About 15-20% of breast cancer patients fall under the basal-like category, which represent a diverse subtype that is characterized by tumors that are more aggressive conferring poor prognosis. Deaths from these carcinomas result from metastatic spread of the disease to distant sites and from therapeutic resistance, which results in the relapse of cancers into more aggressive forms that are difficult to contain. Both these properties are attributed to their cellular heterogeneity that arises through various mechanisms including clonal evolution and the presence of cancer stem cells (CSCs). The epithelial-to-mesenchymal transition (EMT) is one program that we have shown to be responsible for the generation of cells that have CSC-like properties. Our current proposal aims to induce differentiation of these CSCs through the induction of a mesenchymal- to-epithelial transition (MET). To do this, we carried out a screen to identify compounds that are capable of inducing the transcription of E-cadherin, a hallmark of the epithelial/non-CSC state, in cells that are more mesenchymal/CSC-like. Through this screen we identified Forskolin, an activator of cAMP, to be able to induce E-cadherin transcription and a reversion of the mesenchymal/CSCs to a more benign epithelial state. Through this proposal we aim to uncover the mechanism by which cAMP-elevating agents are able to induce an MET by complete characterization of the essential downstream components of signaling, namely Protein Kinase A (PKA) and its downstream substrates. We also aim to uncover specific GPCR- ligand pairs that could modulate cAMP levels thereby serving to maintain the epithelial state. Through extensive in vivo studies, we plan to develop a novel targeting strategy that combines the use of cAMP- elevating agents as adjuvants to chemotherapeutic drugs. This would serve as a means of depleting CSCs through cAMP-mediated differentiation as well as non-CSCs by hemotherapy in basal-like breast cancers.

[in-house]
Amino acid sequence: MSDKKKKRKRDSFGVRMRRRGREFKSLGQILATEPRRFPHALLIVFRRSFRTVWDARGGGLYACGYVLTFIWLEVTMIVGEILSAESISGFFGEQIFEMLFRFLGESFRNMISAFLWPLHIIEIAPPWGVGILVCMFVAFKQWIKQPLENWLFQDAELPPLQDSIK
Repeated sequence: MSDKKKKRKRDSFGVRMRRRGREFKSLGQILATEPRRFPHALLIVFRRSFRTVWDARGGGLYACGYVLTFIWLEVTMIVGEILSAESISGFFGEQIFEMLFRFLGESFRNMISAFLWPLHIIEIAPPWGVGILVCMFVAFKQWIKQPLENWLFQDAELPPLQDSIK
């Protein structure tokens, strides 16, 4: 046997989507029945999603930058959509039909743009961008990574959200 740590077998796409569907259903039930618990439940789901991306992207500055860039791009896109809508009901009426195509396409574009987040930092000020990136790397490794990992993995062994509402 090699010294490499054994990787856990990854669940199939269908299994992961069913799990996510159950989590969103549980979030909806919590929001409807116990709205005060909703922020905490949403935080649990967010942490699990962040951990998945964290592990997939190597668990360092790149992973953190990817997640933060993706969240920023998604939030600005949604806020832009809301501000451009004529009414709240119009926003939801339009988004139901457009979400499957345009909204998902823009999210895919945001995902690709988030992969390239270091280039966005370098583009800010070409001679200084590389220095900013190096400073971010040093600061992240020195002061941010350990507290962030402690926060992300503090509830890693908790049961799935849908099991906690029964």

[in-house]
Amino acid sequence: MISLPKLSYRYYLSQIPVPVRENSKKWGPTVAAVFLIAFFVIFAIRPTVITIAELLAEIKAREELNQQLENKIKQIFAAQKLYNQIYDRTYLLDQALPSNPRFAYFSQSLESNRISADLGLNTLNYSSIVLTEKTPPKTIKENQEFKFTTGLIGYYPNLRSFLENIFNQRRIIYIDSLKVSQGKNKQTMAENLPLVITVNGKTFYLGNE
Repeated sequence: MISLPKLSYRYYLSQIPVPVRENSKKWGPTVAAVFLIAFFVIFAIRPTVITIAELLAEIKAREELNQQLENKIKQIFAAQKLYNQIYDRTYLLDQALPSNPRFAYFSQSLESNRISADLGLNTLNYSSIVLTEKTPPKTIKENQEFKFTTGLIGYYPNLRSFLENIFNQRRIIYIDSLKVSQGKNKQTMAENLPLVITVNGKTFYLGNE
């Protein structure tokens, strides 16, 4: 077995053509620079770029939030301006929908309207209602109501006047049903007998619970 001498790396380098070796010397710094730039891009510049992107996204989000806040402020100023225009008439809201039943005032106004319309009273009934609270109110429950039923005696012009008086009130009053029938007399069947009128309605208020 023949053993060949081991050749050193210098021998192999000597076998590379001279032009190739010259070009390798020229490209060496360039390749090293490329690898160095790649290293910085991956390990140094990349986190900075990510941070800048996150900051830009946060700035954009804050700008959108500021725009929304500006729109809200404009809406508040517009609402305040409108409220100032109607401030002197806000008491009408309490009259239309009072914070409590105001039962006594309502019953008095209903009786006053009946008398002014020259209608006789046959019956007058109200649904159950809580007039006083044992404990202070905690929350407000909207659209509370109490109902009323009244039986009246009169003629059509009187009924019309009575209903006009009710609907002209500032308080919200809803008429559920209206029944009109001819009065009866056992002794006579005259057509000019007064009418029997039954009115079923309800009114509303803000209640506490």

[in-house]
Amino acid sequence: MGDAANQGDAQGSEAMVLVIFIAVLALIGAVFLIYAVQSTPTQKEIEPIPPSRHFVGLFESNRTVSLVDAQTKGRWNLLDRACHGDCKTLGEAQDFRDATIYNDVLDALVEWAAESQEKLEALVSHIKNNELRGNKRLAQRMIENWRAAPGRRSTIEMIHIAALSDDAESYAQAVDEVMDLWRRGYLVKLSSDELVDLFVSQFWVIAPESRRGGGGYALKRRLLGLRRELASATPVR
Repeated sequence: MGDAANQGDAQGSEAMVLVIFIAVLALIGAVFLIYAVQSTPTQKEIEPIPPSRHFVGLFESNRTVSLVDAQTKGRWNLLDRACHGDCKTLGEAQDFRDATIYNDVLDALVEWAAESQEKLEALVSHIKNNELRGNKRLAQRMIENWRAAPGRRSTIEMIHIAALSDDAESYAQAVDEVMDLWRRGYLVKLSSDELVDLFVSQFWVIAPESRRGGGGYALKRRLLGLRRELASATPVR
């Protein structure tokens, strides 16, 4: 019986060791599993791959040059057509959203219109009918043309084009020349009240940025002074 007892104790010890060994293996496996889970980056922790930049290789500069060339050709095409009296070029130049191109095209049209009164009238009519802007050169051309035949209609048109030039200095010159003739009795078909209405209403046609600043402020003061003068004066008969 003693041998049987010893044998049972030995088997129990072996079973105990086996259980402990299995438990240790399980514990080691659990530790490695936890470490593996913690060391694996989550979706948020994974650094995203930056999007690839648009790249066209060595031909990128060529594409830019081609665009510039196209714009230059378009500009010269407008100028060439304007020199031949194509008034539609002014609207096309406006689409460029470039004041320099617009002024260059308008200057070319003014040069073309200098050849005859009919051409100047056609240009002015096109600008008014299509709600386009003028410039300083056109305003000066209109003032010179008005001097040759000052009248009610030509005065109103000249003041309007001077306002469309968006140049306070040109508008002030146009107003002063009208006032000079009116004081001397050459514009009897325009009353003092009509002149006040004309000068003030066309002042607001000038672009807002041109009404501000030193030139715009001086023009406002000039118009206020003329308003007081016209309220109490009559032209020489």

Public Health Relevance

Breast cancer is the second leading cause of cancer death in women, exceeded only by lung cancer;with over 230,000 cases of invasive breast cancer reported every year in the United States. Majority of deaths attributed to metastatic spread of the disease to distant sites and their resistance to chemotherapy. Our current study aims to understand the mechanisms by which cancer cells develop chemotherapy resistance and ability to metastasize, in order to develop novel therapies that can effectively be used to render them benign and more sensitive to current treatment regimes.

National Institute of Health (NIH)
National Cancer Institute (NCI)
Research Project (R01)
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Tumor Cell Biology Study Section (TCB)
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Mohla, Suresh
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Whitehead Institute for Biomedical Research
United States
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